INDIAN LAND, S.C. (QUEEN CITY NEWS) – A parent’s worst nightmare.

“We were made aware that a kid had threatened to murder her; even before saying that, he said that he was going to murder someone,” said Natalie Lesnefsky.

Natalie’s daughter came home nearly in tears, showing her and her husband texts they would never want to see.

The texts read:

“I’m gonna murder someone”

“Dang. Who? Me?”

“Not sure yet, maybe [redacted]”

The reason, he says, is that she broke his best friend’s heart.

They immediately alerted Indian Land Middle School administrators about the threats.

“As a joke or whatever it is. It’s something that can’t be joked about,” her father, Ben, said.

After a school investigation, they discovered the boy was only out of school for three days, and his schedule was changed to prevent interaction with their daughter.

BE THE FIRST TO KNOW: Sign up here for QC News Alerts and get breaking news sent straight to your inbox

They say his schedule was changed before their daughter’s, but they weren’t notified because of his privacy.

The parents insisted on knowing any safety precautions in place and were told that his lunch and class had changed. The school suggested their daughter have her class dismissal time changed, meaning she would walk the halls alone and early before everyone else.

“So, to us, it just wasn’t a correct response,” Ben explained. “I mean, that’s a terrifying thing like I can’t send my daughter back in knowing this boy could be there, and maybe he wants to follow up with his plan on Monday.”

District Safety Director Bryan Vaughn says the district doesn’t have certain rights to handle off-campus behavior; however, officials looked at the case from a district board policy standpoint.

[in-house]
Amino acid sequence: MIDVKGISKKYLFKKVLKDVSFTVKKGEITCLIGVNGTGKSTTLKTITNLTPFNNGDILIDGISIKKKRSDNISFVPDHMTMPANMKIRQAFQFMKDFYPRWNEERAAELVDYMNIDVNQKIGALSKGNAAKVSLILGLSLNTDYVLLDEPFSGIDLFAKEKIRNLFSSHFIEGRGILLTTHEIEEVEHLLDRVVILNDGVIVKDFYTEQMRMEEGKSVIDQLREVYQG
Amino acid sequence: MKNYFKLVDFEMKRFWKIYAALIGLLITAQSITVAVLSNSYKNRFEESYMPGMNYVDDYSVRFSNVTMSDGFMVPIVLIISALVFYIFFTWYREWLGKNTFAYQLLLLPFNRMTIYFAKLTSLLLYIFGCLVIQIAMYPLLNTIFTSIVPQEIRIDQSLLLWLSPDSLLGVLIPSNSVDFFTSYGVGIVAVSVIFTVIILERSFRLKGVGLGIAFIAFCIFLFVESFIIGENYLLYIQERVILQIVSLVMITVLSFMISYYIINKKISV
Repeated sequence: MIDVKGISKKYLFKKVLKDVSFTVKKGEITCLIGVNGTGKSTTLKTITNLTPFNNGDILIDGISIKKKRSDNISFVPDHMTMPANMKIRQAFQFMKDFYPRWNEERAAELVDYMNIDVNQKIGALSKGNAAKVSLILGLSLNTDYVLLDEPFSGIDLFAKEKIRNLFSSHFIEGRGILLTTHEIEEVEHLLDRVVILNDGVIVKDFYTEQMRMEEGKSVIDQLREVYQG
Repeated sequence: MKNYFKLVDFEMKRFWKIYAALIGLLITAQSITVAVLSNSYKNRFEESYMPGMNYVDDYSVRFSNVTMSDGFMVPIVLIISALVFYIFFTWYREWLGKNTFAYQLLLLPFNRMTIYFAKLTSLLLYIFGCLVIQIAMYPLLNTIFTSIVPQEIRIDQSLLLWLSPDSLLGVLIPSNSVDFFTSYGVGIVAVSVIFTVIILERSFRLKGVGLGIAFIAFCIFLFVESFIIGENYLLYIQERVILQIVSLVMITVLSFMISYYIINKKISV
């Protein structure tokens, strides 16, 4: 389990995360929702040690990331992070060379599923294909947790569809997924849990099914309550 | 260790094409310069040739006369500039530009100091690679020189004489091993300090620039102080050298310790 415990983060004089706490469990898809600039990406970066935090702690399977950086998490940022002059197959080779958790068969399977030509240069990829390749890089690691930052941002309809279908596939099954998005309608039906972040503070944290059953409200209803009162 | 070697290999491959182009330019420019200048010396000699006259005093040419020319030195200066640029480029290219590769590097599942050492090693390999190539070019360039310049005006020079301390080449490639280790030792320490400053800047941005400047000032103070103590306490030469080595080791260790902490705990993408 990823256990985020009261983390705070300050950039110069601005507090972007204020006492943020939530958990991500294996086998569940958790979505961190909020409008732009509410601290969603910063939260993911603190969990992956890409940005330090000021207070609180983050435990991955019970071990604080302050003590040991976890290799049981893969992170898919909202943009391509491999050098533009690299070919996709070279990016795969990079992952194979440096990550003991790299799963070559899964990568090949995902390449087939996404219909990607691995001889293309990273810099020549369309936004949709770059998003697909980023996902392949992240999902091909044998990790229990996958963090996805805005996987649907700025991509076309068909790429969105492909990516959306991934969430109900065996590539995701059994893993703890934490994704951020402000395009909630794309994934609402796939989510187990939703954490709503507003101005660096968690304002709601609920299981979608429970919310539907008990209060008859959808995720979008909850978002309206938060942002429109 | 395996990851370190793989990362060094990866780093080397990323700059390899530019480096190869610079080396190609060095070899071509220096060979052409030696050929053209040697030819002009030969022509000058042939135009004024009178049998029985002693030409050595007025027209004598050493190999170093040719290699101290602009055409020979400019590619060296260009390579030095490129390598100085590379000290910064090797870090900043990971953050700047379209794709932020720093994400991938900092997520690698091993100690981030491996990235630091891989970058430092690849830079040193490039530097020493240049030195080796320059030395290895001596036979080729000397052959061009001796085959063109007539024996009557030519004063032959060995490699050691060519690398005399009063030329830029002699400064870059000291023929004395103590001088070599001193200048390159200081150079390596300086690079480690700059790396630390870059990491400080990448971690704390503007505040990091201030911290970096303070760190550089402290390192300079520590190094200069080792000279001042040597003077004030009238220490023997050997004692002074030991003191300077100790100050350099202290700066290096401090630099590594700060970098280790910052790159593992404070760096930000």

Vaughn gave the following statement to Queen City News during a phone interview:

“The situation that I am aware of involved off-campus behavior, and that off-campus behavior was reported and investigated by law enforcement, and the school district looked at it from a district board policy standpoint.

For events that take place anytime, we do a threat protocol.

That involves looking at the parties involved, looking at the discipline record, and looking at any history of violence or mental illness.

We look at access to weapons, we look at the age, anything about it.

The district did its due diligence.

Policing in the community is for law enforcement.

The school district’s role is not to take the place of parents, and our role is not to take the place of law enforcement.

We can only police our school during the school day for events that take place during the school day, and in this case, we’re being asked to do some things that we can’t do under policy or law.”

The Lesnefkys say the district could’ve done more to protect their daughter.

“What I would have wanted to happen was that my daughter immediately would have been able to go to school and know that my daughter would not have to run into someone who said they were going to murder her,” Natalie said.

“It’s irrelevant if this is on campus or off campus because these are two students that go to the same school,” Ben said.

Now, they’re pushing to change the district policy regarding violent threats.

“If a threat like that is made, a threat on somebody’s life, that kid should be removed from school,” Ben said. “After he’s removed from school, he should see a trained professional and have a psychiatric evaluation. If the kids need help, make sure the kids get help.”

For Natalie, this is all too familiar but just as serious.

“Our children don’t want to imagine that the worst can happen. But we are their parents and have to fight to protect them,” Natalie explained. “My childhood best friend was murdered. We all thought he could never go that far… and he did. I saw the worst happen. And my fear is that with the district’s current response to violent threats- our students and teachers.. are set up to see the worst happen if we don’t do more.”

Not only are they pushing for change in the violent threat policies but with how the victims are treated as well.